If none of that piques your interest, then maybe EE/CE are not good matches for you. IE is a possibility like you say -- it involves more mechanical/artistic design of product enclosures. If you enjoy a mix of engineering and artistic design, then IE may well be a good match. Again, try to arrange a meeting with some IEs in medium-to-large companies to see what they do. Or if chemistry comes as naturally to you as EE/CE, maybe consider taking more biochem classes. Either with ChemE in mind, or maybe pre-med. Have you considered becoming a doctor?

Back when I was in college, as part of our student IEEE group, we arranged a "field day" once a year, where we would pile a bunch of us on a bus and go visit a local electronics company. We visited several divisions of HP, as well as other companies. It helps so much to see what real engineers do on a daily basis -- what a big help in choosing a career path that will meet your objectives and expectations. Maybe try setting up something like that, either as a group, or individually if you have some contacts.

Good luck! -Mike-
 

Related to Help! Need Advice: Switching from CE to EE/IE

1. What are the main differences between CE, EE, and IE?

CE stands for Civil Engineering, EE stands for Electrical Engineering, and IE stands for Industrial Engineering. The main differences between these disciplines are their focus areas. CE deals with the design and construction of physical structures, such as buildings and bridges. EE focuses on the study and application of electricity, electronics, and electromagnetism. IE is concerned with the optimization of complex systems and processes in industries.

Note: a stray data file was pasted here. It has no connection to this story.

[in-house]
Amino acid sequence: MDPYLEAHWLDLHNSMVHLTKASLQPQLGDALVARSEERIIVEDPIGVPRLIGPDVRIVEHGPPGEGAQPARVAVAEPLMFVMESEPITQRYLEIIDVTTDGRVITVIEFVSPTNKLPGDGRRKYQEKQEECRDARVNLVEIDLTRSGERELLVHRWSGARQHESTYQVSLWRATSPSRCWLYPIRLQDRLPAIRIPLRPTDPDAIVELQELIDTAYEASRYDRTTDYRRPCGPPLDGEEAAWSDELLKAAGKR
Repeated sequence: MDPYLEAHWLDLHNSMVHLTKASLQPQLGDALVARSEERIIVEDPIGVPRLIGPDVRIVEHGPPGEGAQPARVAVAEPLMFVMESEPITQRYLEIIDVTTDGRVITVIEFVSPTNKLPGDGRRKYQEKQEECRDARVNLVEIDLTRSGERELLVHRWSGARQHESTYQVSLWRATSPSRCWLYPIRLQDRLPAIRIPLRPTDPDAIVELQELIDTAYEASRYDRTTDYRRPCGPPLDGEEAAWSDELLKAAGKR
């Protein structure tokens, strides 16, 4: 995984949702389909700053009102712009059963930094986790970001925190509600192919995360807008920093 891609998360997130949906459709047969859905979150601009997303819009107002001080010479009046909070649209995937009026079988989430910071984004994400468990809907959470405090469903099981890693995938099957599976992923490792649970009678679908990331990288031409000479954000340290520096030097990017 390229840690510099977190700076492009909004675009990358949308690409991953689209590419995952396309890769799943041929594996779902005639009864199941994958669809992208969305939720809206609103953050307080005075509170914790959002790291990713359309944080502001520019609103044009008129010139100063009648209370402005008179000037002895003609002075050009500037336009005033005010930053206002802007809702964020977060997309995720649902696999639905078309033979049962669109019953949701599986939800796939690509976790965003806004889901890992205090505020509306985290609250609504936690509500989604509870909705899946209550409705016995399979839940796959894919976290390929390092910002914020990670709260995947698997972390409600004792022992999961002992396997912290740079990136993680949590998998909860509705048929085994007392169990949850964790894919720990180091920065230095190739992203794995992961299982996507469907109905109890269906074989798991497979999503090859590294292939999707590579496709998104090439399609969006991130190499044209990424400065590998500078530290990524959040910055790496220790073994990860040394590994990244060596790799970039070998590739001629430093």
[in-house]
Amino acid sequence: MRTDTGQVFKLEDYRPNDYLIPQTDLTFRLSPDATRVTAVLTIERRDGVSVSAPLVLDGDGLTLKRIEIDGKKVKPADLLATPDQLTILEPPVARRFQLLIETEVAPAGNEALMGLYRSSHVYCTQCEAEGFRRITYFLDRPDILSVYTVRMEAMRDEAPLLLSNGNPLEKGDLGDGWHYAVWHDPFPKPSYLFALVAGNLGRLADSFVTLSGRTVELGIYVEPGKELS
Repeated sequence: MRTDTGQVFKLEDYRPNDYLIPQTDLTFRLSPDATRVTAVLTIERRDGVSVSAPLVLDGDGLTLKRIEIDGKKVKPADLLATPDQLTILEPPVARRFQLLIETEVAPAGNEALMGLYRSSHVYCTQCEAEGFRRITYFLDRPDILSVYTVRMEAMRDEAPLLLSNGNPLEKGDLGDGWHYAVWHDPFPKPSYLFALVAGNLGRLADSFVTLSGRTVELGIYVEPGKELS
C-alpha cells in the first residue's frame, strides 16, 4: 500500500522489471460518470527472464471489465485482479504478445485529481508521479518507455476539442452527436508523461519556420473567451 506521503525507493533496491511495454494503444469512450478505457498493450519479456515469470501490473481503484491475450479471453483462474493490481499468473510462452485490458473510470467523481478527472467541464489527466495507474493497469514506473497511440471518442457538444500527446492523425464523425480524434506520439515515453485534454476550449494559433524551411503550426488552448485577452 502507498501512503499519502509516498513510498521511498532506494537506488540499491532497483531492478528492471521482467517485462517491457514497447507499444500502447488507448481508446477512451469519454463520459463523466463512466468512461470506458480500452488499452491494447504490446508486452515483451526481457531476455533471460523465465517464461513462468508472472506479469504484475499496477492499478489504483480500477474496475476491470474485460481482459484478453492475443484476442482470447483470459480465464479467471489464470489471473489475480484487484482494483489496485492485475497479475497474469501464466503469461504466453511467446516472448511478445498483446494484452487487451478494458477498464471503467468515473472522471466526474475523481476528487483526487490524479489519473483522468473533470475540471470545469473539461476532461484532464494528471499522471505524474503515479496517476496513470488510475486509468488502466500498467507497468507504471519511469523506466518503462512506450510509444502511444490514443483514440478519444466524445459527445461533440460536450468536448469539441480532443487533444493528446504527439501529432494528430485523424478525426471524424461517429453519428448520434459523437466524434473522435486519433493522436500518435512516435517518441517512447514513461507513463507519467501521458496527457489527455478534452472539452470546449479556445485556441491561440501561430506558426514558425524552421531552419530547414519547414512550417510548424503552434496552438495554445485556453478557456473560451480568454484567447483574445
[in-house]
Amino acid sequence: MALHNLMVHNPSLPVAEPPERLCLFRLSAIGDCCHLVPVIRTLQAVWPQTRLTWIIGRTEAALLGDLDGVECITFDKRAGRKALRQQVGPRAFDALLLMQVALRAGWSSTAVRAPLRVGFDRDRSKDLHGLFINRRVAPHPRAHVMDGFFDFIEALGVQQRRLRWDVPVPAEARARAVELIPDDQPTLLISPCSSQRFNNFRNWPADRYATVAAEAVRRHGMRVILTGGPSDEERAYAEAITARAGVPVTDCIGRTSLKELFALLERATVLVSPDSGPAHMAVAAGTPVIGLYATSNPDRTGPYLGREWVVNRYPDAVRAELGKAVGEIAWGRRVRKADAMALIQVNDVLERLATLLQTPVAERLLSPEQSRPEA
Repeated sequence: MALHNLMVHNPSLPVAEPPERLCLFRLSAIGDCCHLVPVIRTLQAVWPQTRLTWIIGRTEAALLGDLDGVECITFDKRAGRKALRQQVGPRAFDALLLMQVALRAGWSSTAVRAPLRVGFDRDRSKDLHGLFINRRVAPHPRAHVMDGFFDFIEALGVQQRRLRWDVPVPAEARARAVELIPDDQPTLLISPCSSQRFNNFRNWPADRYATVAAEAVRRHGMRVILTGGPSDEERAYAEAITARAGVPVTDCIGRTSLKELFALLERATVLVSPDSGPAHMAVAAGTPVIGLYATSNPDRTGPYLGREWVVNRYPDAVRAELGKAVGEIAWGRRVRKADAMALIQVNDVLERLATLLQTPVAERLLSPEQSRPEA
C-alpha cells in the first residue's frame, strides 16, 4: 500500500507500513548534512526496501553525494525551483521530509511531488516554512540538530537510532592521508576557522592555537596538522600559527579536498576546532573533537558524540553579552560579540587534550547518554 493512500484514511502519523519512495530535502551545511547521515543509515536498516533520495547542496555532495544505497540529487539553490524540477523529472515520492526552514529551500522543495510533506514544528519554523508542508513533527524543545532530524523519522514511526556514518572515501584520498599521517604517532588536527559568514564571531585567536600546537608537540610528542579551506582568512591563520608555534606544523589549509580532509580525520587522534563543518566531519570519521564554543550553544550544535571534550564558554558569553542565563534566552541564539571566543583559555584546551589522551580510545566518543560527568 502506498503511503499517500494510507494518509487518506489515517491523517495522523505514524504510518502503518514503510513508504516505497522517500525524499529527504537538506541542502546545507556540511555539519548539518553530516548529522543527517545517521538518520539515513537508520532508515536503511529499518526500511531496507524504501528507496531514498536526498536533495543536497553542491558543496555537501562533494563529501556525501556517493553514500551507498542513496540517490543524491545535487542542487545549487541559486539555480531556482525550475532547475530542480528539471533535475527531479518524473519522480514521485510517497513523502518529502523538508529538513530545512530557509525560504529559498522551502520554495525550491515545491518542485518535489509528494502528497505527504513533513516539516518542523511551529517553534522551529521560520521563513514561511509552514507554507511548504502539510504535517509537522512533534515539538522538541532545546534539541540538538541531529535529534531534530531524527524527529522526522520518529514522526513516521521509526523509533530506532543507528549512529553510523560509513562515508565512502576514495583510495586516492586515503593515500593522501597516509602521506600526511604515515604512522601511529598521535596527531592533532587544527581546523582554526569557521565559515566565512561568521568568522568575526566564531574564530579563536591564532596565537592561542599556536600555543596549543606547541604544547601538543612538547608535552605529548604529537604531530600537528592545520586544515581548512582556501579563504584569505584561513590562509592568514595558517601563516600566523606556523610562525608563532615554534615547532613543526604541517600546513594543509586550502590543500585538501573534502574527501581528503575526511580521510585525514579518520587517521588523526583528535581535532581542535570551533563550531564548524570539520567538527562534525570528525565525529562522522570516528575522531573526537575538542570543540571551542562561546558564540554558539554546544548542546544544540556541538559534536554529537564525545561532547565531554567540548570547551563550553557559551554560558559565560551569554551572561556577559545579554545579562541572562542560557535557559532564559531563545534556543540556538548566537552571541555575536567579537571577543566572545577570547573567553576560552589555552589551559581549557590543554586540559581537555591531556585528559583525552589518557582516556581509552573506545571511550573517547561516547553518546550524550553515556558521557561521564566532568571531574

2. Is it common for someone to switch from CE to EE or IE?

Yes, it is not uncommon for someone to switch from one engineering discipline to another. Many students may enter college with a particular major in mind, but as they learn more about different fields, they may decide to switch to a different discipline that aligns better with their interests and career goals.

3. What are some key factors to consider when switching from CE to EE or IE?

Some key factors to consider when switching engineering disciplines include your interests, strengths, and career goals. It is important to research the curriculum and job opportunities in each discipline to see if it aligns with your interests and goals. You should also speak with advisors and professionals in each field to gain a better understanding of what the day-to-day work entails.

4. Are there any courses that I can transfer from CE to EE or IE?

It depends on the specific courses and their equivalency between the two disciplines. Some courses may have similar content and can be transferred, while others may not align and may need to be retaken. It is best to consult with an academic advisor to determine which courses can be transferred and which ones need to be retaken.

5. Will switching from CE to EE or IE affect my graduation timeline?

It may affect your graduation timeline depending on the number of credits that can be transferred and the additional courses that may need to be completed. However, by planning ahead and carefully selecting courses, it is possible to minimize any impact on your graduation timeline. It is recommended to speak with an academic advisor to create a plan that works best for you.